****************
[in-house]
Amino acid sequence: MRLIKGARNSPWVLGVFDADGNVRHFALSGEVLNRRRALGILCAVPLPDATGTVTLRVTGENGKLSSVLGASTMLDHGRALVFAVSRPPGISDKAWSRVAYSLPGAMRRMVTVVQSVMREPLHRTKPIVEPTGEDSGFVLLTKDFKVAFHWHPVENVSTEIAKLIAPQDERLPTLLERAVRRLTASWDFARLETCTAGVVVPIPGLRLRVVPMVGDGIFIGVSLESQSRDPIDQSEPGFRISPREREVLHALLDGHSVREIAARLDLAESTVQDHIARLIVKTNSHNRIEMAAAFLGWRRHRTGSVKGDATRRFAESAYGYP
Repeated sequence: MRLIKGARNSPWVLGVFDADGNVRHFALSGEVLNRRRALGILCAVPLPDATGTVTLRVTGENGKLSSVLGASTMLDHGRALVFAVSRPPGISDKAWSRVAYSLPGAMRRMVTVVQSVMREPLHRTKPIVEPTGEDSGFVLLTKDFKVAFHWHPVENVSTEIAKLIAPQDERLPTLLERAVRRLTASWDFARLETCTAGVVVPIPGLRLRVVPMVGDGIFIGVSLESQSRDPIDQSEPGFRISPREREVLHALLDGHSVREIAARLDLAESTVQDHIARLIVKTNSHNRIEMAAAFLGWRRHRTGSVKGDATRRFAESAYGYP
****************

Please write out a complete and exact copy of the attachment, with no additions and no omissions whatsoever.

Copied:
[in-house]
Amino acid sequence: MRLIKGARNSPWVLGVFDADGNVRHFALSGEVLNRRRALGILCAVPLPDATGTVTLRVTGENGKLSSVLGASTMLDHGRALVFAVSRPPGISDKAWSRVAYSLPGAMRRMVTVVQSVMREPLHRTKPIVEPTGEDSGFVLLTKDFKVAFHWHPVENVSTEIAKLIAPQDERLPTLLERAVRRLTASWDFARLETCTAGVVVPIPGLRLRVVPMVGDGIFIGVSLESQSRDPIDQSEPGFRISPREREVLHALLDGHSVREIAARLDLAESTVQDHIARLIVKTNSHNRIEMAAAFLGWRRHRTGSVKGDATRRFAESAYGYP
Repeated sequence: MRLIKGARNSPWVLGVFDADGNVRHFALSGEVLNRRRALGILCAVPLPDATGTVTLRVTGENGKLSSVLGASTMLDHGRALVFAVSRPPGISDKAWSRVAYSLPGAMRRMVTVVQSVMREPLHRTKPIVEPTGEDSGFVLLTKDFKVAFHWHPVENVSTEIAKLIAPQDERLPTLLERAVRRLTASWDFARLETCTAGVVVPIPGLRLRVVPMVGDGIFIGVSLESQSRDPIDQSEPGFRISPREREVLHALLDGHSVREIAARLDLAESTVQDHIARLIVKTNSHNRIEMAAAFLGWRRHRTGSVKGDATRRFAESAYGYP